'The United States Global Leadership has Eroded'

That's the title of an op-ed in the Washington Post by Lawrence Summers.

Yes - that Lawrence Summers. Former Clinton Treasury Secretary and former economic advisor to President Obama. Summers doesn't mention Obama by name or blame him outirght for the sorry state of affairs, but who else is he talking about here?

At a time of high tension in Europe, with Russian adventurism in Ukraine, pervasive conflict and instability in the Middle East and rising tensions within Asia as China makes its presence ever more strongly felt, the choices the United States makes will have far-reaching consequences. It is no exaggeration to say that there is more doubt about our willingness to stand behind our allies, resist aggression and support a stable global system than at any time in decades.

Even more scathing here:

Effective engagement at flash points is essential, but crisis response is never as good as crisis prevention. Somewhat lost as the world focuses on global hot spots is the danger that the United States will abdicate the responsibility it has taken for 70 years — since World War II — for supporting a more integrated, increasingly rule-based and faster-growing global economy. It is the success of this project that explains why history played out so differently after the Second World War than after the first, and it is this project that won the Cold War by demonstrating that capitalism, rather than communism, was the best way forward for the world’s people.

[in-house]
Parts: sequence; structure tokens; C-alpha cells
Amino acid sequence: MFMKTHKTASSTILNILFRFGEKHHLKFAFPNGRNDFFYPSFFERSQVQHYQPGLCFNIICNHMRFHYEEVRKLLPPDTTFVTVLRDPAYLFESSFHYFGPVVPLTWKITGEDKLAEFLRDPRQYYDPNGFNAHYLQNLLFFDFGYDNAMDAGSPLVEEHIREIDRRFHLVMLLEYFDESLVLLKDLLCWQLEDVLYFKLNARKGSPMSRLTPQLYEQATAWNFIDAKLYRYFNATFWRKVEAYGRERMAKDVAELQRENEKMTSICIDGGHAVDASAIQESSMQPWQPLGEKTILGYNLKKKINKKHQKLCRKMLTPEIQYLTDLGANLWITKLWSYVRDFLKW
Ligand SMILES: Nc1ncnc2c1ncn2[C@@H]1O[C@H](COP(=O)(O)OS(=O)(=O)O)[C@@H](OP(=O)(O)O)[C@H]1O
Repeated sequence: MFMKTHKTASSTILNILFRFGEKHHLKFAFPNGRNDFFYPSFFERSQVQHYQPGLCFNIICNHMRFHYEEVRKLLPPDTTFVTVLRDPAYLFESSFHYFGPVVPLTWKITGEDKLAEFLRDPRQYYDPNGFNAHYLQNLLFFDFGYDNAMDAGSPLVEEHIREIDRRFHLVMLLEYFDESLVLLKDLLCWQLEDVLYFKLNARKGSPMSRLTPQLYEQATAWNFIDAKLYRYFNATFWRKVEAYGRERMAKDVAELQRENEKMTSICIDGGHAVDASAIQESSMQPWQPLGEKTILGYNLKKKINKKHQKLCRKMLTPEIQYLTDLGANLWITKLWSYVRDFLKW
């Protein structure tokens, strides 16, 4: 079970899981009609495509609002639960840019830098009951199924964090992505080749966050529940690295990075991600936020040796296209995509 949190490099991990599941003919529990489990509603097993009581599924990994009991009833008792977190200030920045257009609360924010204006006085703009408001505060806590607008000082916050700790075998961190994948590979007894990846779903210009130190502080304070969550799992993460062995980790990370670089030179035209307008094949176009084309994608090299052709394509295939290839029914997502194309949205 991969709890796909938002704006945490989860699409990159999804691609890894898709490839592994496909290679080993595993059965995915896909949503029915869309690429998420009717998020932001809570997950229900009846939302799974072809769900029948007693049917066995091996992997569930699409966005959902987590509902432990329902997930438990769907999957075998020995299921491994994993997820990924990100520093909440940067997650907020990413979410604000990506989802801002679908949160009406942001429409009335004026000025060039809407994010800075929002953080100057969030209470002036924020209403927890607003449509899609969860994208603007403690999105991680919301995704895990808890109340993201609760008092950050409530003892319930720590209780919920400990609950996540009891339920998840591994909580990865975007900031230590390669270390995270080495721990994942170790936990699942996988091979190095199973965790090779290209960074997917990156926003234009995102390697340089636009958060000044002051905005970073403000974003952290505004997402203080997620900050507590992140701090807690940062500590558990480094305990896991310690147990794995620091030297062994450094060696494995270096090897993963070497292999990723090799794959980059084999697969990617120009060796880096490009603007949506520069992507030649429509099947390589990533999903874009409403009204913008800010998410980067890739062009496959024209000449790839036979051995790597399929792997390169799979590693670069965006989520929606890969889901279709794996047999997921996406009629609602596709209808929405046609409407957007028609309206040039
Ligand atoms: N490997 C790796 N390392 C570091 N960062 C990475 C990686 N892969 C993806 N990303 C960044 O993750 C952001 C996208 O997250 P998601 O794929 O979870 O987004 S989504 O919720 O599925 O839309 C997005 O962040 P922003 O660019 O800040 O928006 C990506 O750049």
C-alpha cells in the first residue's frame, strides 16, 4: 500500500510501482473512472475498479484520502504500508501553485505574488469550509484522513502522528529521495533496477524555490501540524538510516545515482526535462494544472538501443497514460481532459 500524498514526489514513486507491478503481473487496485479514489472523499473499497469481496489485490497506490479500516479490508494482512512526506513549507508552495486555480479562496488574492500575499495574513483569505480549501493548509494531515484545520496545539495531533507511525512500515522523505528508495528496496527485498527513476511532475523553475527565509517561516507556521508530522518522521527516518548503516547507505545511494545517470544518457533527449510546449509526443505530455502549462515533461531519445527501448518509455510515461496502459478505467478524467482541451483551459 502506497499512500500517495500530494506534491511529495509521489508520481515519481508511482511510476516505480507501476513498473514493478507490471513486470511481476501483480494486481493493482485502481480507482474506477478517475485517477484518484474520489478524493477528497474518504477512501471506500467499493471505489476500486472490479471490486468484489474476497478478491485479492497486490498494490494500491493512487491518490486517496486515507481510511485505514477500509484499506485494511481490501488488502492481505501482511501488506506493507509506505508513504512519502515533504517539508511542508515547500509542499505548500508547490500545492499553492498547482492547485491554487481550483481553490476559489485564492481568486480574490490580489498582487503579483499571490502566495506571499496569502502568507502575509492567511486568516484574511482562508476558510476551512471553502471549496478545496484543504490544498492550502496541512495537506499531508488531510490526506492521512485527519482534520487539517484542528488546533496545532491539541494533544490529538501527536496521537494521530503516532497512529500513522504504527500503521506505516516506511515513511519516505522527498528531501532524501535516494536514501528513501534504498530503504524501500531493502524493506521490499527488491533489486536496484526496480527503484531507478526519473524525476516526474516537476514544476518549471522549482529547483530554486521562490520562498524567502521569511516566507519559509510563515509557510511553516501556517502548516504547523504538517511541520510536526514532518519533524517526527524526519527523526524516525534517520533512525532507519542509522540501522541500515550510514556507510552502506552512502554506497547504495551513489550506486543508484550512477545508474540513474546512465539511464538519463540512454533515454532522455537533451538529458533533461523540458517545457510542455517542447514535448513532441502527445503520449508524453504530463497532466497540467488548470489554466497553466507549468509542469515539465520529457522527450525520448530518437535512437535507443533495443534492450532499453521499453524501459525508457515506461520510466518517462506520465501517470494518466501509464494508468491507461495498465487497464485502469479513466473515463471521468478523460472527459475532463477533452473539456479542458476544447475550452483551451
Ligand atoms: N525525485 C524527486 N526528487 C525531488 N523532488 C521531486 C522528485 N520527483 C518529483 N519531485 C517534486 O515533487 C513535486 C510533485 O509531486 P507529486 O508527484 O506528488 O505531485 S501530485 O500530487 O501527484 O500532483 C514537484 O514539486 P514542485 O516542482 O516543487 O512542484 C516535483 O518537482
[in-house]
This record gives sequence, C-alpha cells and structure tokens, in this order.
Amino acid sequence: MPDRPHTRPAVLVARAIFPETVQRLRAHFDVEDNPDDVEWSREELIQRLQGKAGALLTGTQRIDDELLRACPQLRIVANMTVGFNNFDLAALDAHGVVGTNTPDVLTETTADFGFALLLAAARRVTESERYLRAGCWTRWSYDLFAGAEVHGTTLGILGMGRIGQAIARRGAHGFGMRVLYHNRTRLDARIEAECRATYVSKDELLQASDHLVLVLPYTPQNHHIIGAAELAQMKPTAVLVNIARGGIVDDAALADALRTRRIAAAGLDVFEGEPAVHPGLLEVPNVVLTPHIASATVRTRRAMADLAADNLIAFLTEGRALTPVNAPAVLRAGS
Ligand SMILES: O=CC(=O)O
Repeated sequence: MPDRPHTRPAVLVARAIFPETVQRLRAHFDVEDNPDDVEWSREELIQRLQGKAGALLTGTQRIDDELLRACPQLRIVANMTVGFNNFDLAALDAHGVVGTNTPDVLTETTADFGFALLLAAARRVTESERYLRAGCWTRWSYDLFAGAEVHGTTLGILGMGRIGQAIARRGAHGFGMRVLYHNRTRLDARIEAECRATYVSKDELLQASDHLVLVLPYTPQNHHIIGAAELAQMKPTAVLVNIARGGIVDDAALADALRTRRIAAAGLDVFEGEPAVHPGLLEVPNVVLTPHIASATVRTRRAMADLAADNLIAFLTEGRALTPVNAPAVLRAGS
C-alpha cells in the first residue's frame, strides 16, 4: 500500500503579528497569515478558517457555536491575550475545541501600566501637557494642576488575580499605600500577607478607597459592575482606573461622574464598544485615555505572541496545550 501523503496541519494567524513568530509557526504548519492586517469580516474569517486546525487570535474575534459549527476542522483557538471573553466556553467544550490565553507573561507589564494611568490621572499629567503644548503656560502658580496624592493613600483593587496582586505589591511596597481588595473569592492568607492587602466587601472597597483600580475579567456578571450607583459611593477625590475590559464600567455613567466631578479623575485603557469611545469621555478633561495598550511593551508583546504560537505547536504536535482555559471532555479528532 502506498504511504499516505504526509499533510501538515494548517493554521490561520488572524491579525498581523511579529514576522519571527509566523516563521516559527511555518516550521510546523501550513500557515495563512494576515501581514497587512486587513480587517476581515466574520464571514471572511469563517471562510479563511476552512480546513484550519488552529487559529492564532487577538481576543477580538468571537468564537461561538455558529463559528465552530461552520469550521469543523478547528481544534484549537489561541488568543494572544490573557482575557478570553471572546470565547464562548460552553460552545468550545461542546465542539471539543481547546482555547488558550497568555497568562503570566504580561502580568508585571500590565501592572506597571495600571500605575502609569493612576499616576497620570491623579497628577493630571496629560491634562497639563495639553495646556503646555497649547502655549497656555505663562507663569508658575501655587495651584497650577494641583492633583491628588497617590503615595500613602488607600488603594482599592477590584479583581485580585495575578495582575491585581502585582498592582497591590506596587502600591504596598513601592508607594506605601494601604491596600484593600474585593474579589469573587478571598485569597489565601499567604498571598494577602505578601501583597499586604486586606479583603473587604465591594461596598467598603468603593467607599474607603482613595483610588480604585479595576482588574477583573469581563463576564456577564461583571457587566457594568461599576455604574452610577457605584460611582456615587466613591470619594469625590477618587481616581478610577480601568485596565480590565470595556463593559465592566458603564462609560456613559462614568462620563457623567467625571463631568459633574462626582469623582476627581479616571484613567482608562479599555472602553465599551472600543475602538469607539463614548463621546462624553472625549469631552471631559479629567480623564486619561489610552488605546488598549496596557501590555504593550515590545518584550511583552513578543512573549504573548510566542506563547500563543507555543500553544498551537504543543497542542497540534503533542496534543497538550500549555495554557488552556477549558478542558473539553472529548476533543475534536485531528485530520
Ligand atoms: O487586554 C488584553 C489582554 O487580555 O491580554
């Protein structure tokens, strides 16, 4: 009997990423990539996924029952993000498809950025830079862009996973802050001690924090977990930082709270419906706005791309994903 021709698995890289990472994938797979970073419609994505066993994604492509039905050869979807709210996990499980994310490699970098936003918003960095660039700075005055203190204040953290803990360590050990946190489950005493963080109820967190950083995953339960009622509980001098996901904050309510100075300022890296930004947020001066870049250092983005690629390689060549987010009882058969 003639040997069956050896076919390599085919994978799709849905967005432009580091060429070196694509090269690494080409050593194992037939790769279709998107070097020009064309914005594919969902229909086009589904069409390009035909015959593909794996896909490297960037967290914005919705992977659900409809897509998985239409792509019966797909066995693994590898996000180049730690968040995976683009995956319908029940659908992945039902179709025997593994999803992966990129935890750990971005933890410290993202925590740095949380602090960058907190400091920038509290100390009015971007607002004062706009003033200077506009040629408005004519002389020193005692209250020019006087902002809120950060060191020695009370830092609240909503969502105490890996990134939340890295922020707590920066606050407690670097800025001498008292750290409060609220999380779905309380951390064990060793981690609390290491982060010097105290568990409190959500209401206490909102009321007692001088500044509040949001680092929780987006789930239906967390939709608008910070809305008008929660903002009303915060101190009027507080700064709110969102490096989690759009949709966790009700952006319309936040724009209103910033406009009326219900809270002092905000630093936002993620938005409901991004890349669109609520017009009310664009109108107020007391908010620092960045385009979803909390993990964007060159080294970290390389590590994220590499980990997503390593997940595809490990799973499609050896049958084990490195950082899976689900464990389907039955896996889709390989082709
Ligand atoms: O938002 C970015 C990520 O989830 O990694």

This is obviously not some delusional rant by a GOP back bencher. This guy has been a player in international financial circles for two decades. And this should be a wake up call to other Democrats who are still supporting President Obama down the line:

Coaches know that there is nothing more dangerous for a sports team than retreating into passivity out of fear of making a mistake. Whether it is because of a desire to sit on a lead or because of nerves following a setback, failing to advance aggressively is almost always a strategic error.

What is true in athletic competition is all too true in the life of nations. While imprudence is never good, excessive caution in the name of prudence or expediency can have grave consequences. A nation will never have more power or influence than it has ambition to shape the global system. A sense of fatalism can become a self-fulfilling prophecy as adversaries are emboldened and allies move either to appease rivals or to provide for their own security.

The subtext here is that the administration is paralyzed and is playing an entirely reactive game overseas. Summers doesn't say it - probably doesn't realize it - but the import of his words is that President Obama and his advisors have either lost or never had faith in America and her leading role in the world  to begin with. The president has no "ambition to shape the global system" because he believes America should defer to others.

It's not working and Summers knows it. So do most other Democrats. The rats are deserting the ship and Summers won't be the last.